The sun is a dark smudge in the sky
for the ghost women of the birthday
pale fat arms cradling plates of apple pie
trailing smoke from a burnt out day.
The clouds bleed quietly down for hours
and they dance under ragged umbrellas
singing about how they love to be powerless.
The houses of ritual have made them careless,
and sometimes the light shows their true faces
behind the opera masks. There are no words
for their expressions — there is no place
for comfort or for grace, the songs they heard
as children, when afternoons on dirty strands
became evenings drifting out to sea in dreams
asleep in the back seats of cars, hands
twitching in the rhythm of piano lessons, hymns
washing in from memory shores like wrecked ships.
As sadness and failure like cold voids
suck the clouds and the sun down into their lips,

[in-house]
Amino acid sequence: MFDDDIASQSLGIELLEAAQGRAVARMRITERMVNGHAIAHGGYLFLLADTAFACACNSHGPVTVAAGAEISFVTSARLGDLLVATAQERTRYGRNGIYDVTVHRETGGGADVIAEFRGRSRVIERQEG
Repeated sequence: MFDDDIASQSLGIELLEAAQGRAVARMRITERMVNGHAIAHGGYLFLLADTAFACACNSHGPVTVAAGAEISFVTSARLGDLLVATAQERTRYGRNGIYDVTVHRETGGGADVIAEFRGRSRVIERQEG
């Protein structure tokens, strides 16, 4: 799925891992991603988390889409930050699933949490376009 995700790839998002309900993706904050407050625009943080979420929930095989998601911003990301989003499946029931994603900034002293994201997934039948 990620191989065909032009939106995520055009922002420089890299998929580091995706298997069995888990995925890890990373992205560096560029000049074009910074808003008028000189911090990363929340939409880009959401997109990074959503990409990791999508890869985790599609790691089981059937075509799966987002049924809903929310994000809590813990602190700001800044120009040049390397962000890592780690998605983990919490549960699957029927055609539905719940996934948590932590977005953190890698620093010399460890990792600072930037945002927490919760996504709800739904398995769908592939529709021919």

their skin, their hair, they frown, they get annoyed
by children who will not obey, pets who want to die,
dolls who will not stand upright, friends and lovers
self-obsessed and desperate, who cannot cry,
cannot speak the truth, cannot even stay together.
The ghost women drift through parties and wakes
as the songs and the rain tell them in whispers
that they were once young, that the hand that shakes
is a punishment, the skin that is wrinkled and crisped
is a judgement on their innocence. They watch
the children learn about loss, they watch the graves
open and swallow and close and wait, they watch
the works of the Lord, noting who he damns and saves,
what his plan might be, why he does not love them —
they gather between lifetimes where the water shines,
dancing on the endless beach under ragged umbrellas,
pale arms linked, lonely only in their minds.